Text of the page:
Daniel Rivero

Daniel Rivero is a reporter and producer for WLRN, covering Latino and criminal justice issues. Before joining the team, he was an investigative reporter and producer on the television series "The Naked Truth," and a digital reporter for Fusion.

His work has won honors of the Murrow Awards, Sunshine State Awards and Green Eyeshade Awards. He has also been nominated for a Livingston Award and a GLAAD Award on reporting on the background of EPA Administrator Scott Pruitt's tenure as Attorney General of Oklahoma and on the Orlando nightclub shooting, respectively.

Daniel was born on the outskirts of Washington D.C. to Cuban parents, and moved to Miami full time twenty years ago. He learned to walk with a wiffle ball bat and has been a skateboarder since the age of ten.

The state commission investigating the Parkland shooting is wrapping up a second report that outlines more school safety recommendations. It’ll be sent to the governor’s office by Nov. 1.

This last May was the hottest ever recorded in the Sunshine State. That was followed by higher-than-average temperatures in June and July. The scorching hot temperatures means thousands of inmates across the state are spending what could potentially be a record-breaking summer without access to air conditioning.

The Florida Department of Corrections operates 50 “major facilities” across the state. Only 18 of them have air conditioning in “most of their housing,” according to the department.

Kim Rivers' dad was a Jacksonville Sheriff's deputy while she was growing up. For a time, he was working with an undercover narcotics unit.

Today, Rivers leads the largest seller of legal marijuana in Florida, as the CEO of Trulieve.

The company was the first to have medical marijuana dispensaries in the state, and now has the most. Revenues grew 400 percent last year to more than $100 million and sales are expected to more than double this year. It has bought dispensaries in California and Massachusetts, and announced the purchase of a Connecticut dispensary this month.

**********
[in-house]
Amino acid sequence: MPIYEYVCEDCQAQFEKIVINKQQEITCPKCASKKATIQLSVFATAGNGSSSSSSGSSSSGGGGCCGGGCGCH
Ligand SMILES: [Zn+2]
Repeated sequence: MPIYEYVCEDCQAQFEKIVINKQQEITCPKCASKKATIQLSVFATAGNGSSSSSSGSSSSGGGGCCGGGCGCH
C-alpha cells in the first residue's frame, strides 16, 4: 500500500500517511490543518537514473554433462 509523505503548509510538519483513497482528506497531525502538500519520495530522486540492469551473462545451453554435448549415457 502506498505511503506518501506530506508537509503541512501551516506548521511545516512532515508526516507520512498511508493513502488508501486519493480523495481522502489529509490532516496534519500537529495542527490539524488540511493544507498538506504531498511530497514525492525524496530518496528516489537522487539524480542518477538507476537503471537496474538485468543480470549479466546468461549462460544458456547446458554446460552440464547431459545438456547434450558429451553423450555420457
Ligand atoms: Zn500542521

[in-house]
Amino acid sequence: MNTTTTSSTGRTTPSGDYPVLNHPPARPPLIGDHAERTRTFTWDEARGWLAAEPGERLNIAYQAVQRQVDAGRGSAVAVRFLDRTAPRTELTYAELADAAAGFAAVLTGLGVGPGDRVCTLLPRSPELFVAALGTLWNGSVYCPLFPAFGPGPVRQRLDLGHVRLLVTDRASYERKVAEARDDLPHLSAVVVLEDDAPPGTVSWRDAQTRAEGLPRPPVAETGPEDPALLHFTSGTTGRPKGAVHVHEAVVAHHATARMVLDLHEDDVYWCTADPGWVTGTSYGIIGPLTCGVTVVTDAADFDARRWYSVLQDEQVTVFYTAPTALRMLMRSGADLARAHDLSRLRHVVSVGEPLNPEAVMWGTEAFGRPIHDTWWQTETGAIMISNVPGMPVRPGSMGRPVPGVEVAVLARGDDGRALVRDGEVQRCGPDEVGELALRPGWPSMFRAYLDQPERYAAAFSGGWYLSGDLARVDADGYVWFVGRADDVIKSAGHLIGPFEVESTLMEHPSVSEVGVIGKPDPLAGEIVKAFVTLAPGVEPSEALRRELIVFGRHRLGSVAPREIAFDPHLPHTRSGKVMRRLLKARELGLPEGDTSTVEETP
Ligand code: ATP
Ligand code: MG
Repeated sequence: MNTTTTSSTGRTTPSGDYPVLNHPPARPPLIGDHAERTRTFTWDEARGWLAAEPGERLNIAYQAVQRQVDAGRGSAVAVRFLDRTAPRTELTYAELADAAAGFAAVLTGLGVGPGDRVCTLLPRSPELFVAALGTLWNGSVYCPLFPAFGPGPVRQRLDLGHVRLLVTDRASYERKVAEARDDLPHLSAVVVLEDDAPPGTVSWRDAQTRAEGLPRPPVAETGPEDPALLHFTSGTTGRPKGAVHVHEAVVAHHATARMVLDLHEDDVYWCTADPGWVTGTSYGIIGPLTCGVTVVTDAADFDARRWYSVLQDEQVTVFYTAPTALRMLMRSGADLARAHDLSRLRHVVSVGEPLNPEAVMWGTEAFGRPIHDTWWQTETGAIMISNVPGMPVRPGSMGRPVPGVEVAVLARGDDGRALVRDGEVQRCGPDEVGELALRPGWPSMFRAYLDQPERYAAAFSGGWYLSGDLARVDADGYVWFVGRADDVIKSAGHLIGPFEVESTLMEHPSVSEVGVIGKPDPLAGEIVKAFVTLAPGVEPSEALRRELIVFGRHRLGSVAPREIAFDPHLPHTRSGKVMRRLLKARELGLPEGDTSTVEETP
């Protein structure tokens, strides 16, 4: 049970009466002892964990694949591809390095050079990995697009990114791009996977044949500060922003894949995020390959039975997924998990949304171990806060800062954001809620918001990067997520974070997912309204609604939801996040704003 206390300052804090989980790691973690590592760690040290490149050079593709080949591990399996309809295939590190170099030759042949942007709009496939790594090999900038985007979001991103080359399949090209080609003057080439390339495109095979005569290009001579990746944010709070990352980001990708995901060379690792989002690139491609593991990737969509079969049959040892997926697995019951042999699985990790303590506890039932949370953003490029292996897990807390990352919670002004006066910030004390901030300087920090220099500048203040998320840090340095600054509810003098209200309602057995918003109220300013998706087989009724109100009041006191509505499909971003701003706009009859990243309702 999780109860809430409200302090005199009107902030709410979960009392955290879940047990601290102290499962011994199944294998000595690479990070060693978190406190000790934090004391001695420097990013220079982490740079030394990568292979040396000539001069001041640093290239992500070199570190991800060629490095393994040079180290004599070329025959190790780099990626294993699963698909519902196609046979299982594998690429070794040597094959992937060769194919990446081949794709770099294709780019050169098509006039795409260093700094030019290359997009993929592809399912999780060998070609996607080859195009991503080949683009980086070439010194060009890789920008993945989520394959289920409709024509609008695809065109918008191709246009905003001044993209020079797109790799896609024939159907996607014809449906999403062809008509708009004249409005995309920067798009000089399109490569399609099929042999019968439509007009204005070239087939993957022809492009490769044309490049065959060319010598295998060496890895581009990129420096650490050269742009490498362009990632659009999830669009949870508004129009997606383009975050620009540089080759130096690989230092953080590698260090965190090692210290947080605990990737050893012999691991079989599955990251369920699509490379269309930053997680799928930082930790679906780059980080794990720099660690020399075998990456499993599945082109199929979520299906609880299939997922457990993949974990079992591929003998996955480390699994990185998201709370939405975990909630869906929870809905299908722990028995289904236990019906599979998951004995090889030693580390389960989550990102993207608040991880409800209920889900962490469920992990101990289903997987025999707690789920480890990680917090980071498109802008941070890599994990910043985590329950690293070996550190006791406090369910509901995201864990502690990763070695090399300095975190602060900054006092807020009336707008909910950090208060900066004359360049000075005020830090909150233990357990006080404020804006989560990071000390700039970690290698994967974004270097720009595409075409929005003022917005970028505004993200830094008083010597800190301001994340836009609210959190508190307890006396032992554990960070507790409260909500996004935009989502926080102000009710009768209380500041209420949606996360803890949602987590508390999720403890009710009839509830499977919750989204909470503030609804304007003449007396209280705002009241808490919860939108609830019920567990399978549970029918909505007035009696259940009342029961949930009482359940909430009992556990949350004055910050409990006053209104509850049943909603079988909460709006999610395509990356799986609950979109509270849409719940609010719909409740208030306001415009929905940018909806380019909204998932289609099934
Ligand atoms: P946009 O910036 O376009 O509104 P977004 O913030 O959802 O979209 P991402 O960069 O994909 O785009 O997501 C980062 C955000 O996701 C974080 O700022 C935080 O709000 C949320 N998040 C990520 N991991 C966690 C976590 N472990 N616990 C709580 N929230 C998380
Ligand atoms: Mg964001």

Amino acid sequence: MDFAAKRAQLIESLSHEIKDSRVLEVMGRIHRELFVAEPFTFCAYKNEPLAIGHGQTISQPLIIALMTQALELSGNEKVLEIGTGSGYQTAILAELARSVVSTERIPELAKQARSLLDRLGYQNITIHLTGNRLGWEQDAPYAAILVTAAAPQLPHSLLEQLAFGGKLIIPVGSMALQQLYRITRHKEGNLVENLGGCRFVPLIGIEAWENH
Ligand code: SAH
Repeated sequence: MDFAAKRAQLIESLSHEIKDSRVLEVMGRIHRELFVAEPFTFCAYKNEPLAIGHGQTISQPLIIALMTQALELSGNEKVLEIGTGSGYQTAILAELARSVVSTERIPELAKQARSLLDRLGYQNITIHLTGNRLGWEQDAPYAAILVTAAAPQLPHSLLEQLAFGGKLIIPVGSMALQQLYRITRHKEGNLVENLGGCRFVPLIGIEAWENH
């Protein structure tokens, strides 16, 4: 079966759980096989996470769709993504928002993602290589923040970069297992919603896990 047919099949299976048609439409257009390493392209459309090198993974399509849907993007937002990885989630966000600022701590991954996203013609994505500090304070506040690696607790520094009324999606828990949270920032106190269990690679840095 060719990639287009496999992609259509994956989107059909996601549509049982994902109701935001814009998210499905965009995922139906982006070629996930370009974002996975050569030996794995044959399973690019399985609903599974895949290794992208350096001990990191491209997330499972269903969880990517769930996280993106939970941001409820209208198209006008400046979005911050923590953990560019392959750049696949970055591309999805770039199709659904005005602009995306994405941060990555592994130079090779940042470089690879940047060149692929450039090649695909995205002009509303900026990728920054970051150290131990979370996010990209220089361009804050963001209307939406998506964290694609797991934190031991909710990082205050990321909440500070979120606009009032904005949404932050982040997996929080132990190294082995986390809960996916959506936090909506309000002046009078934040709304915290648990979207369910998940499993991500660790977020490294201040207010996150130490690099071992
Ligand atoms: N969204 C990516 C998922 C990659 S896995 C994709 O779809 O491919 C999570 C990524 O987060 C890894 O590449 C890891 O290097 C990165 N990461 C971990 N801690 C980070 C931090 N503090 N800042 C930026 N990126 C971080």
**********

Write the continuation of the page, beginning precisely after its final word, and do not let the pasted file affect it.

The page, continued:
Business from cannabis is growing fast in Florida; some of it regulated tightly, and some of it without rules. But all of it comes with cash that the banking industry is reluctant to touch. 

 

The first legal industrial hemp seeds in decades are growing now in South Florida soil.

CBD is showing up in ice cream, gummy bears and cocktails, but the state says the products are illegal.

Florida Commissioner of Agriculture Nikki Fried ran on a platform of what she called 'the three W’s': weapons, water and weed. Within months of her swearing in, it’s that last W that’s already generating a buzz around the state. 

Gummy bears, oils, cocktails, ice cream ... Products with CBD in them have practically become ubiquitous in South Florida. The chemical CBD comes from the cannabis plant and that fact is leaving business owners in a kind of grey zone. But increasingly the federal government is taking notice, while regulations from the state are forthcoming.